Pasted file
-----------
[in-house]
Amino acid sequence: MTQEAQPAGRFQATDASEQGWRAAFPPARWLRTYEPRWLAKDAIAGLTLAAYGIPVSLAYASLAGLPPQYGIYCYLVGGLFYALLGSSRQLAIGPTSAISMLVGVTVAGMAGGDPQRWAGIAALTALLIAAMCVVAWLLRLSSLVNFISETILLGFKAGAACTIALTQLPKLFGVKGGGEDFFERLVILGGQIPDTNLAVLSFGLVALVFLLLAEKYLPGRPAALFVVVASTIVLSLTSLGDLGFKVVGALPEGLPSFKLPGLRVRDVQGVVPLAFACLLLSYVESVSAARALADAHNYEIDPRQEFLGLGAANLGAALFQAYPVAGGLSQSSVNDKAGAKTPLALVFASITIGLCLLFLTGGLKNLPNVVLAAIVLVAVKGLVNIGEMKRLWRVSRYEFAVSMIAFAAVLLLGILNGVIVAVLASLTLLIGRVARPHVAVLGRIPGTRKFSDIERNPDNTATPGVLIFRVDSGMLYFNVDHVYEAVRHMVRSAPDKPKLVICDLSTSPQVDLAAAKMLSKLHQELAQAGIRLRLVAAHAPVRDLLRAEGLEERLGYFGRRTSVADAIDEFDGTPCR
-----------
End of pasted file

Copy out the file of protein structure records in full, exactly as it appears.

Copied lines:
[in-house]
Amino acid sequence: MTQEAQPAGRFQATDASEQGWRAAFPPARWLRTYEPRWLAKDAIAGLTLAAYGIPVSLAYASLAGLPPQYGIYCYLVGGLFYALLGSSRQLAIGPTSAISMLVGVTVAGMAGGDPQRWAGIAALTALLIAAMCVVAWLLRLSSLVNFISETILLGFKAGAACTIALTQLPKLFGVKGGGEDFFERLVILGGQIPDTNLAVLSFGLVALVFLLLAEKYLPGRPAALFVVVASTIVLSLTSLGDLGFKVVGALPEGLPSFKLPGLRVRDVQGVVPLAFACLLLSYVESVSAARALADAHNYEIDPRQEFLGLGAANLGAALFQAYPVAGGLSQSSVNDKAGAKTPLALVFASITIGLCLLFLTGGLKNLPNVVLAAIVLVAVKGLVNIGEMKRLWRVSRYEFAVSMIAFAAVLLLGILNGVIVAVLASLTLLIGRVARPHVAVLGRIPGTRKFSDIERNPDNTATPGVLIFRVDSGMLYFNVDHVYEAVRHMVRSAPDKPKLVICDLSTSPQVDLAAAKMLSKLHQELAQAGIRLRLVAAHAPVRDLLRAEGLEERLGYFGRRTSVADAIDEFDGTPCR